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Economists: Biden’s $1,400 COVID-19 checks may be great politics, but it’s questionable economics

 

Economists: Biden's $1,400 COVID-19 checks may be great politics, but it's questionable economics

Most people used the first coronavirus check to pad their savings or pay down debt. AP Photo/Eric Gay

Courtesy of Robert H. Scott III, Monmouth University and Kenneth Mitchell, Monmouth University

The US$1,400 direct checks to people are the most expensive and perhaps most popular part of the $1.9 trillion coronavirus relief package racing its way through Congress right now.

The House is set to vote on a final version of the package narrowly passed by the Senate on March 6 before it moves on to President Joe Biden’s desk for his signature. Moderate Senate Democrats, who had voiced concerns about how many people would receive direct payments in the original proposal endorsed by the House, managed to make them more targeted at lower-income households, which means an estimated 17 million fewer people will get a check.

The coronavirus package contains a lot of provisions that will help struggling Americans, and we understand why the checks are so popular – with 78% support among adults in a recent survey. No one turns down extra money, after all.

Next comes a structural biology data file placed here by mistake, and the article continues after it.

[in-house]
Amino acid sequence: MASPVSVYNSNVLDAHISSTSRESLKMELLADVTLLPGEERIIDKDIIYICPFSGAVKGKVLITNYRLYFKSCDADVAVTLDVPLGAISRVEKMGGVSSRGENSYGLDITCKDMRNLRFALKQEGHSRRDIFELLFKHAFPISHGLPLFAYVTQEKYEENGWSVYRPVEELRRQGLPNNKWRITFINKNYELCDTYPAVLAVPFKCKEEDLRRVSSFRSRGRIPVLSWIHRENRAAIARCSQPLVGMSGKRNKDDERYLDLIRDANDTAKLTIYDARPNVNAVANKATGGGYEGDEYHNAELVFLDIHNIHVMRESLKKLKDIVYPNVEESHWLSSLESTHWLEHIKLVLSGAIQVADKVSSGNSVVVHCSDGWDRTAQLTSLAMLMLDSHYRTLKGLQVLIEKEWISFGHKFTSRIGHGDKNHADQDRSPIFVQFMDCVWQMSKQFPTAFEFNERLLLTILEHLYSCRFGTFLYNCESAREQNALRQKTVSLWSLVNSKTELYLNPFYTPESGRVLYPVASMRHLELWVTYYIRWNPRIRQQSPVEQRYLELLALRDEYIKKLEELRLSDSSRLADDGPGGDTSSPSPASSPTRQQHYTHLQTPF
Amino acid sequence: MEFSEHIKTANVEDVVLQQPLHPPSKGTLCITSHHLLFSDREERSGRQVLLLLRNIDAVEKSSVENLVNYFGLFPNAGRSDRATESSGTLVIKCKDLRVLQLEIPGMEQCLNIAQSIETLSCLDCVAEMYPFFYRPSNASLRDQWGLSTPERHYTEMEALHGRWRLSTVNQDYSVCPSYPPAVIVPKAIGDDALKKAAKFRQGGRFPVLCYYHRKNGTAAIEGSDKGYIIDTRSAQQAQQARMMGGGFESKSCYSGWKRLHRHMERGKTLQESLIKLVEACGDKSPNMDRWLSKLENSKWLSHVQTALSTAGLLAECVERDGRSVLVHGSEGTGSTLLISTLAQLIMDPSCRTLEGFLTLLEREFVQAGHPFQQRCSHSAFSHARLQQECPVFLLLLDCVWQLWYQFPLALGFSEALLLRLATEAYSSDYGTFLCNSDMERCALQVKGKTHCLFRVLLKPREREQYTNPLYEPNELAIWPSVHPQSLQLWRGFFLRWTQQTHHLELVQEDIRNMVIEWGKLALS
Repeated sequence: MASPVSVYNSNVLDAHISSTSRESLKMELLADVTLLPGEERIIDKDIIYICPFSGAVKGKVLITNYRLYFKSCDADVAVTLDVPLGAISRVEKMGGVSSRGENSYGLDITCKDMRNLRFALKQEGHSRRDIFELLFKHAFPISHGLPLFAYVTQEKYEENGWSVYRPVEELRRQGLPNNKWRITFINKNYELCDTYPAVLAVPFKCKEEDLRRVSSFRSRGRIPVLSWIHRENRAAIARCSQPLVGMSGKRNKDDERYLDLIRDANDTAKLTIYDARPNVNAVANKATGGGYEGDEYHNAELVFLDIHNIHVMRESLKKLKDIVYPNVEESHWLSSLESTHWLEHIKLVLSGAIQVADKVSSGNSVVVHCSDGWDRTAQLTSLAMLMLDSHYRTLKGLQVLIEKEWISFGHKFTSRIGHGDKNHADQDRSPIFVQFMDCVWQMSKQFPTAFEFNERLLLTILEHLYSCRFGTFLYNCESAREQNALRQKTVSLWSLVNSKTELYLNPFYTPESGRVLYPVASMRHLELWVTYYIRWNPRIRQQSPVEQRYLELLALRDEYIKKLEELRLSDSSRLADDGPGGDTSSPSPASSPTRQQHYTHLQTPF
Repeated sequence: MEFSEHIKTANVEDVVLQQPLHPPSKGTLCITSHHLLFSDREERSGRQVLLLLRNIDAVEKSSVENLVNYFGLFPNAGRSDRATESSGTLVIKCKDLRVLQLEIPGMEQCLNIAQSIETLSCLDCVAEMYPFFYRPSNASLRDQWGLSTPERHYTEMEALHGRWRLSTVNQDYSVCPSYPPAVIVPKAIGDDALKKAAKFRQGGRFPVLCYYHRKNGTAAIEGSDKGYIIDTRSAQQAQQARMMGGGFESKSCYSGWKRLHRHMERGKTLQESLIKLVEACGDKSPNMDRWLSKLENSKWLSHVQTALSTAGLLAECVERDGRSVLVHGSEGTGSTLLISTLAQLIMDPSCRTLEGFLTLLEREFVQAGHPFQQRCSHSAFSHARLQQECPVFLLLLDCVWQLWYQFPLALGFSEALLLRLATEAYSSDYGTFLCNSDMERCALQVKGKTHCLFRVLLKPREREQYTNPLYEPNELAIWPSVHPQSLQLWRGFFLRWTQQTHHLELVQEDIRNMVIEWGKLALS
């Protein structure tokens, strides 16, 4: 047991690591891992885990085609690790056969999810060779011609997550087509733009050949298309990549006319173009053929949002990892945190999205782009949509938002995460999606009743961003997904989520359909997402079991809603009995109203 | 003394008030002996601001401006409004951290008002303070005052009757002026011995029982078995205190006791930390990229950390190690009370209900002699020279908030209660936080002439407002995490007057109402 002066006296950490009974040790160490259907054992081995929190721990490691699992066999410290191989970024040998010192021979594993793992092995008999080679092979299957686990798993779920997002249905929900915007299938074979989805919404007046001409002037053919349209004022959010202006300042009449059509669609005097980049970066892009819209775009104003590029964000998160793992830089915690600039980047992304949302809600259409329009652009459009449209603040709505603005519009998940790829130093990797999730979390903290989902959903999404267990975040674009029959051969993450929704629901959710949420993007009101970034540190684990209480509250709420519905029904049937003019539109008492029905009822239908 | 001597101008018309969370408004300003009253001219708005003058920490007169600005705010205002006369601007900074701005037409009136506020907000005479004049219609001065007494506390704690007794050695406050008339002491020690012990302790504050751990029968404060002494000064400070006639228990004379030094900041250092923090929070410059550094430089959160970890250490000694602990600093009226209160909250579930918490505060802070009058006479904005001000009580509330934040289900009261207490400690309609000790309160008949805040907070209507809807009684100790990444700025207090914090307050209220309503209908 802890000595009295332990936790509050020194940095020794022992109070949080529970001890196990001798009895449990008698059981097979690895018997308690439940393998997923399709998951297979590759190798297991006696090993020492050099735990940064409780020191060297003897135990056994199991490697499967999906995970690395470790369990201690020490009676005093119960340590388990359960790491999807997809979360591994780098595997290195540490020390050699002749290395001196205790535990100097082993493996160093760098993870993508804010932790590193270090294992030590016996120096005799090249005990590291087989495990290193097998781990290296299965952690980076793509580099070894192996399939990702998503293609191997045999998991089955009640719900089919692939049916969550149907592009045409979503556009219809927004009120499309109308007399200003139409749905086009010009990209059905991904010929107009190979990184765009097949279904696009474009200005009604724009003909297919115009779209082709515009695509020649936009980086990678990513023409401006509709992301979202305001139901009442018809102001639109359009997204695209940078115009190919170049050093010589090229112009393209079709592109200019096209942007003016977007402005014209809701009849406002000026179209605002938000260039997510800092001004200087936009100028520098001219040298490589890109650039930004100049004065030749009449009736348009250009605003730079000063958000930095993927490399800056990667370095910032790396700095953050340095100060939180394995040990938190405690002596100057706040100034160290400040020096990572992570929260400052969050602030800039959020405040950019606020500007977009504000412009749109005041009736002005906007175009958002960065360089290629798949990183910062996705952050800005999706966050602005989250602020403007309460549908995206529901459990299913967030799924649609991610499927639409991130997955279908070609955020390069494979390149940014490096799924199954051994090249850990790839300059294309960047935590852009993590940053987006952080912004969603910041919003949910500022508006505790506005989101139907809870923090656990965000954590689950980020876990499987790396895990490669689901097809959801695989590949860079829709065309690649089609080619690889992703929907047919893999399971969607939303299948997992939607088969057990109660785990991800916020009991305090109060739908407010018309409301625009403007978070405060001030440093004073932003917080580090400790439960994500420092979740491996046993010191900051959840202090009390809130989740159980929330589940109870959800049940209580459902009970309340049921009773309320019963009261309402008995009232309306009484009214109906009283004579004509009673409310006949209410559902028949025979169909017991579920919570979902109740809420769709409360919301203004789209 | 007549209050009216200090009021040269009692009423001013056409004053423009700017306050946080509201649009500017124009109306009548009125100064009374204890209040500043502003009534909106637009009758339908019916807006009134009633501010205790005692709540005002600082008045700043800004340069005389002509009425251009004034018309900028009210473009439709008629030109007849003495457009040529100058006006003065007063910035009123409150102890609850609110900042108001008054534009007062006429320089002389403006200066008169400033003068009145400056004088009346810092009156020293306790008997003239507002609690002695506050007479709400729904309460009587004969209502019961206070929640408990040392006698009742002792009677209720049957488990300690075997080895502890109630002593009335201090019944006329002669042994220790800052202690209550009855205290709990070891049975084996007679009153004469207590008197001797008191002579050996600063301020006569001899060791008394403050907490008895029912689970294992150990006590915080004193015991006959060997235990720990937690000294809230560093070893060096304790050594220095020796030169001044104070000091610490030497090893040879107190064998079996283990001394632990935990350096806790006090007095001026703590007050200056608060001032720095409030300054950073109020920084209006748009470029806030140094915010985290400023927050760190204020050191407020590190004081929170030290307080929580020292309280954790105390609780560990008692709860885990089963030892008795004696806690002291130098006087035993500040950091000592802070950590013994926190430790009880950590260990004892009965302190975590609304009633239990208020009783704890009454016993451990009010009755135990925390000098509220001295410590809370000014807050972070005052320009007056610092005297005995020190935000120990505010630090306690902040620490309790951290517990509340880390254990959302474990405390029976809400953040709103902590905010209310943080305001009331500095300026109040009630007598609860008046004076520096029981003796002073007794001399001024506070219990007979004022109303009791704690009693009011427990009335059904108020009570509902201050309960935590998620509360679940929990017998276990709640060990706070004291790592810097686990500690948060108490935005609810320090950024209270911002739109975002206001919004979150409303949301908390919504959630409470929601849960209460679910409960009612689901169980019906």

But as economists, we also believe that these direct payments make little economic sense – even with the lower income threshold. And this is true whether you think the purpose of the checks is relief or stimulus.

Relief needs to be targeted

First let’s consider the checks as relief.

The purpose of a measure primarily designed as relief during an economic crisis is to help those most affected.

The latest jobs report shows about 10 million people are unemployed, including 4.1 million who have been without a job for at least 27 weeks. That’s not to mention the millions more who have left the labor force altogether because of the pandemic. These people – mostly workers in the hospitality and leisure industries, disproportionately low-income and people of color – are in desperate need of aid and support, without which destitution and homelessness are real possibilities.

But for the vast majority of Americans, it’s like the pandemic never happened, financially speaking. These are mostly office workers and other professionals who have had to work from home for all or part of the pandemic but saw no change in their income. A recent Pew survey found that 79% of Americans reported their family’s financial situation is about the same as or better than a year ago.

The most pain was unsurprisingly among lower-income households, 31% of whom said they were worse off than a year ago – but even among this group over two-thirds said their situation was the same or better.

The House’s measure would have phased out completely at incomes of $100,000 for single people and $200,000 for couples. The Senate version phases out at $80,000 and $160,000, which would still benefit about 280 million people, including children, according to the Institute on Taxation and Economic Policy, a nonpartisan think tank.